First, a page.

Pietersen tells us how Rohit seems to have so much time for getting into position and how only elite batsmen – like Ricky Ponting, Matthew Hayden and Michael Vaughan – can make the front-foot pull shot appear so easy. “Here’s a man on top of his game,” says Pietersen, unabashed in his admiration.
This is Rohit’s second six of the match. He has earlier pulled a left-arm spinner over long-on – prompting Sunil Gavaskar into a brief rapture – and he would later hook Rubel Hossain over fine leg. Scattered in between these big hits are three fours: each exquisitely timed, the ball caressing the grass, the crowd astir.
When in flow, Rohit’s batting carries a timeless quality. He picks the length early and cajoles the ball to the ropes rather than resorting to any violence. He thrives in the shorter forms but his style is anything but slam-bang. Rather, his finesse calls to mind batsmen like Carl Hooper and Damien Martyn who walked to the crease with languid ease and lit up grounds with their sparkling strokes. The pitch, the bowling, the crowd, the score: all took a backseat when they were in their element. And so it is with Rohit. It must tell you something when cricketers as varied as Pietersen, Gavaskar, Nasser Hussain and Ian Chappell are so effusive in their praise. Perhaps what they are telling us is this: to watch Rohit bat is to get a snatch of brilliance from the past.
India are 83 for 3 in the 17th over with the required rate at a benign 4.24. Rohit is stringing together a partnership with a set Dinesh Karthik. So undemanding is the chase that Rohit can afford to play out eight dot balls from Rubel Hossain, who is in the middle of an accurate spell. Rohit has been trying to beat the infield each time but the ball is too straight to free his arms.
Rubel digs one in short.
Rohit picks the ball off his hips and swivels a pull square of the wicket. There is a massive gap between fine leg and square leg but Rohit has somehow managed to find a fielder in the deep.
Everything about this dismissal seems perfect for Rohit. He is batting like a dream. In a tournament final. He is the captain. Facing a most reasonable target. With everything set for him to steer the side to victory. And what has Rohit done? Been bogged down by a medium-pacer and holed out in the deep. He was so well set… yet he has given Bangladesh an opening where none should have existed. Does a batsman of his caliber need to get so impatient when a bowler is enjoying a good phase? Where is the game-awareness to bide one’s time and wait for the bad balls?
So heightened is Rohit’s promise, so shimmering his capability, that it is easy to forget how much he has scored – and what he has contributed – and focus on what could have been. To have kick-started this chase with a 55-ball 48 is no mean achievement. Most teams would take that every day of the week. But that 48 seems insignificant compared to what he promised.
As if that’s not enough, one has to contend with Rohit’s utter impassiveness. He doesn’t curse himself when he walks off, doesn’t swish his bat. There is nothing to suggest that he is in the midst of a struggle. He bats without a care in the world. And his sloppy dismissal seems to have little effect on his temper. Does he even care? Is he nothing more than an entitled brat?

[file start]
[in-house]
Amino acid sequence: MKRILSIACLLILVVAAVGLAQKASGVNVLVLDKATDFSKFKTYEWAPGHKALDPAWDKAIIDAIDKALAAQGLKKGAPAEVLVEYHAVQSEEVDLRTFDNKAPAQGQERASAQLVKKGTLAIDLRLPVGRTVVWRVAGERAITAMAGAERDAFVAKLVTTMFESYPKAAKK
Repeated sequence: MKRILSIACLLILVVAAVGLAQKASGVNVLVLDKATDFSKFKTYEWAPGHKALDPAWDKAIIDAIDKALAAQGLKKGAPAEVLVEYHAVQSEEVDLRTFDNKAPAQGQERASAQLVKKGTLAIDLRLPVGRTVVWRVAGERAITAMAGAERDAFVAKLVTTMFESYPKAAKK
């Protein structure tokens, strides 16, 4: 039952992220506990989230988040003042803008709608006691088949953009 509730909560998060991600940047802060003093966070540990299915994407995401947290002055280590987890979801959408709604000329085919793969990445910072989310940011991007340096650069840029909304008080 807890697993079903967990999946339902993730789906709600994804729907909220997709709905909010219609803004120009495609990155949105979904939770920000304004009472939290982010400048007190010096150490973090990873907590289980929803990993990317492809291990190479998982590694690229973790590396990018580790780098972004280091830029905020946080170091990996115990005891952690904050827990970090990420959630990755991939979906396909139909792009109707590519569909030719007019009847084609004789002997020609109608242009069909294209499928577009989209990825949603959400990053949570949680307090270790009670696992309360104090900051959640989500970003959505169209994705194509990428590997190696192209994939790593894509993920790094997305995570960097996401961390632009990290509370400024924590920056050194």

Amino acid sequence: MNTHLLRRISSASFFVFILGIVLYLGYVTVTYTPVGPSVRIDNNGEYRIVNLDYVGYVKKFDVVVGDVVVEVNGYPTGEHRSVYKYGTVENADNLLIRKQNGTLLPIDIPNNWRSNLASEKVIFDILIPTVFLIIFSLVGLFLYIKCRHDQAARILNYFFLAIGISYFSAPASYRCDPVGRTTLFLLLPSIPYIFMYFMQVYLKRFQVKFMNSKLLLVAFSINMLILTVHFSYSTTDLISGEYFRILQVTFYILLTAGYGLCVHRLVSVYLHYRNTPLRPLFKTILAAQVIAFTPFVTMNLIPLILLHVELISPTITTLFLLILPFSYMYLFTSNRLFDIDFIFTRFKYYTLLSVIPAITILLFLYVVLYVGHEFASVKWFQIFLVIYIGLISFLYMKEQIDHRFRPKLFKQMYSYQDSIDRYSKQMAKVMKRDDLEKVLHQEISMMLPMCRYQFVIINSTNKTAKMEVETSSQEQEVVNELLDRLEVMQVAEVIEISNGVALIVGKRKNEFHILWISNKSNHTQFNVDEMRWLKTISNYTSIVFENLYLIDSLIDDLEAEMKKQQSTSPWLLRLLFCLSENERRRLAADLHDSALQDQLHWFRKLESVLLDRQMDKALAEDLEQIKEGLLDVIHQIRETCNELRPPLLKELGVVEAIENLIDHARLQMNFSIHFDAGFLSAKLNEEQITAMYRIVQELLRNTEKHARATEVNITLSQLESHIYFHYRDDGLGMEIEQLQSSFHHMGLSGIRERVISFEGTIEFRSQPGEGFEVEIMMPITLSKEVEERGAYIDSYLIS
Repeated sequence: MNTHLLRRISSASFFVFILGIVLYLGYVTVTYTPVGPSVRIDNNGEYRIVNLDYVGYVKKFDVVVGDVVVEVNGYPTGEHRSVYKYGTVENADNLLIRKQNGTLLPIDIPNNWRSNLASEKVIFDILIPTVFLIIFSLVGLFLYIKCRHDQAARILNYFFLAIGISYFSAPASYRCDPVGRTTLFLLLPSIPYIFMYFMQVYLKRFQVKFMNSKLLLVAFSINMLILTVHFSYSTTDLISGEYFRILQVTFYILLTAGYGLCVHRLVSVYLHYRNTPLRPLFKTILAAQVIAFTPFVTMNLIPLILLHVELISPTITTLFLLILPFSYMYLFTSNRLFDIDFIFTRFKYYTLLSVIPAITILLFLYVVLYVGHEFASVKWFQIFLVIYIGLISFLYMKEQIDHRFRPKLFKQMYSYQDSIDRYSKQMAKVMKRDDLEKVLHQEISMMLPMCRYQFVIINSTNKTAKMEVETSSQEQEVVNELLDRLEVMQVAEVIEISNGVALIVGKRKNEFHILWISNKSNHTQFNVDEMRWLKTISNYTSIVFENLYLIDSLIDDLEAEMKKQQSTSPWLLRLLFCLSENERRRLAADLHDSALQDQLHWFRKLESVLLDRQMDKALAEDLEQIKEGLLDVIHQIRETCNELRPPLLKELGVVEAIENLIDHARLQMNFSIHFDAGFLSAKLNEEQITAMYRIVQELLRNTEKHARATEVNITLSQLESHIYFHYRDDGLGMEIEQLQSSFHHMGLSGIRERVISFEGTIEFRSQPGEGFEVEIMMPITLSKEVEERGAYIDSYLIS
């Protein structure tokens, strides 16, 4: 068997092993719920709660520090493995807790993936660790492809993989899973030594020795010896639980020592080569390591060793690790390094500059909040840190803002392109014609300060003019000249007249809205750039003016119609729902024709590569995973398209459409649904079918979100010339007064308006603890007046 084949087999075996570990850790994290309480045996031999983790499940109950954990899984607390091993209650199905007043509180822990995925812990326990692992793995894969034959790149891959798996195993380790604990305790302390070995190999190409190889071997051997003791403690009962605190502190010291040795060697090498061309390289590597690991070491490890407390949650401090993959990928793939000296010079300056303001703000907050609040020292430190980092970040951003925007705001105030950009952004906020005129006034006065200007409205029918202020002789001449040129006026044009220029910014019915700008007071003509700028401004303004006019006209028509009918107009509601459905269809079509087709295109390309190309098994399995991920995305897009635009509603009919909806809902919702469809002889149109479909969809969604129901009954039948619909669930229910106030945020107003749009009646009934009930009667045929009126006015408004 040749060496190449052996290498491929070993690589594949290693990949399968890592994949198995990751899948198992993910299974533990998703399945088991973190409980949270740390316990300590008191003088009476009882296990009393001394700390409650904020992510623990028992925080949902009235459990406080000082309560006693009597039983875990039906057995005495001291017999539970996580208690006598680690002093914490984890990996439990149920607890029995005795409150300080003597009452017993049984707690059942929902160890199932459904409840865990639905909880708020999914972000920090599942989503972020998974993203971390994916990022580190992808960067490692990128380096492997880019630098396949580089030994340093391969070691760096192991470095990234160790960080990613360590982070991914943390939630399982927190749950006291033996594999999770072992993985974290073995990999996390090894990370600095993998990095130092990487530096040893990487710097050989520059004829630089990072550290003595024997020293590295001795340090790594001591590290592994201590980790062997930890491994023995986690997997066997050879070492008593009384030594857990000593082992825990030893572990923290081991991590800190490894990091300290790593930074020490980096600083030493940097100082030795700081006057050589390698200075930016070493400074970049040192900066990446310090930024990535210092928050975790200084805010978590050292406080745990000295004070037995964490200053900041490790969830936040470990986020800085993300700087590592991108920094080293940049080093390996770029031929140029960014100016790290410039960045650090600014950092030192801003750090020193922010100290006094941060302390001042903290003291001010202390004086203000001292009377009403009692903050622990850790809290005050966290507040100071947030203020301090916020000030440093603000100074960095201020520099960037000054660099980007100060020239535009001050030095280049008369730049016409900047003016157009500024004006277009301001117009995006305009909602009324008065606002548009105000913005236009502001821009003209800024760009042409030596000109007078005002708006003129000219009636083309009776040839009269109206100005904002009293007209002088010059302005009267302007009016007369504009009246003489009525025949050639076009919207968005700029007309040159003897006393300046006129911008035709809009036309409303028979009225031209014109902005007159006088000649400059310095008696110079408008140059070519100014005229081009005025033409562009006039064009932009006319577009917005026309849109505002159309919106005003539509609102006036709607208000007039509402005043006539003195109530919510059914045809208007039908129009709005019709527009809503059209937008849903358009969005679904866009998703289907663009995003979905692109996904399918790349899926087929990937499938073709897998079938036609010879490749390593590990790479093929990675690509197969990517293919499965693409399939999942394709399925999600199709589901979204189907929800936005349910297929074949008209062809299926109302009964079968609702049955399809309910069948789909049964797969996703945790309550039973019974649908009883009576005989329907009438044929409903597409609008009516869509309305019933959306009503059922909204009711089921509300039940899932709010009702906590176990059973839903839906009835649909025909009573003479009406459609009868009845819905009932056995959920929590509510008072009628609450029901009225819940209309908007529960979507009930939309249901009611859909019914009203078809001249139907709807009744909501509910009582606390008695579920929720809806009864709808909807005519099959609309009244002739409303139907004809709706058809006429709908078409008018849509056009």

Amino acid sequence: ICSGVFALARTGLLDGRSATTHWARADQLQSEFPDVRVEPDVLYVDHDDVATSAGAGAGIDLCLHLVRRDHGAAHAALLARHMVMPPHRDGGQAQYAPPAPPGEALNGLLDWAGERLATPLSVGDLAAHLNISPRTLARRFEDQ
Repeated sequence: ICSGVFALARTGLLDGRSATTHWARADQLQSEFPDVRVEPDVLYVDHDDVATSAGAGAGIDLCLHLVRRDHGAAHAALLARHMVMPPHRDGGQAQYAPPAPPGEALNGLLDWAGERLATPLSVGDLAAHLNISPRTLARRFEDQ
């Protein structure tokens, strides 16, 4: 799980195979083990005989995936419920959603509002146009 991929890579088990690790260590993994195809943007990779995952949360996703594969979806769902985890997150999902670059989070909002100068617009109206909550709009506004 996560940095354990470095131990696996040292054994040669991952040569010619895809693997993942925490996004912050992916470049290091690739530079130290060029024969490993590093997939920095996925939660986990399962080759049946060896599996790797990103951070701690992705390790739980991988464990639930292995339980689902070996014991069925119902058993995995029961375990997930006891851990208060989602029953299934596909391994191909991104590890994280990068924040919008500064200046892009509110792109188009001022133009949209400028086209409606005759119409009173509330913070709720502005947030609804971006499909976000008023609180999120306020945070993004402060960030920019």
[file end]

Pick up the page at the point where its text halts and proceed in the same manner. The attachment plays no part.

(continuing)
Rohit Sharma is so good that Rohit Sharma is invariably not as good as he can be. Rohit Sharma makes batting look so easy… until he throws his wicket away. Rohit Sharma plays the most delicious strokes… until he goes for glory. Rohit Sharma could be a terrific Test batsman… if only he didn’t waste his chances.
For a long time in his career Rohit Sharma walked into the field with a question mark over his head (is he good enough? will he live up to the promise? does he deserve his spot?). These days it is the exclamation mark that has taken precedence (what a great shot! what a c%#p shot!). Rohit himself has admitted that the question marks bogged him down early in his career. But now he is less fazed by the reactions he draws and is at home in his skin.
Eleven years into his international career, Rohit – with over 7000 runs in the format – is well on his way to ODI greatness. At some point in the not so distant future he will likely sit alongside Sachin Tendulkar, MS Dhoni and Virat Kohli at the creamy top. He is already a legend in the IPL, having led Mumbai Indians to three titles, and will probably go down as one of the best captains India never had. He averages close to 107 in his eight ODIs as captain and his canny bowling changes – at various stages of the Asia Cup – helped India claw back.
As for Test cricket: Rohit may go down the same path traversed by Vinod Kambli or Ajay Jadeja: batsmen who had towering first-class records only to flounder in the five-day game. Or maybe, with a lucky break here and a big innings there, he could go the way of Mike Hussey and Misbah-ul-Haq: batsmen who blossomed in the longer format in their mid- and late-thirties.
Either way, Rohit is now a cricketer to be celebrated rather than reviled. He is a batsman to be enjoyed and a captain to admire. The longer one ponders the ‘what ifs’ of Rohit’s career the more one ignores what he has actually managed to pull off. The louder one rages against the hype, the less one appreciates his value.
Yes, Rohit Sharma could have achieved so much more.
But hey, Rohit Sharma has already achieved so much.
First Published: September 29, 2018, 2:57 PM IST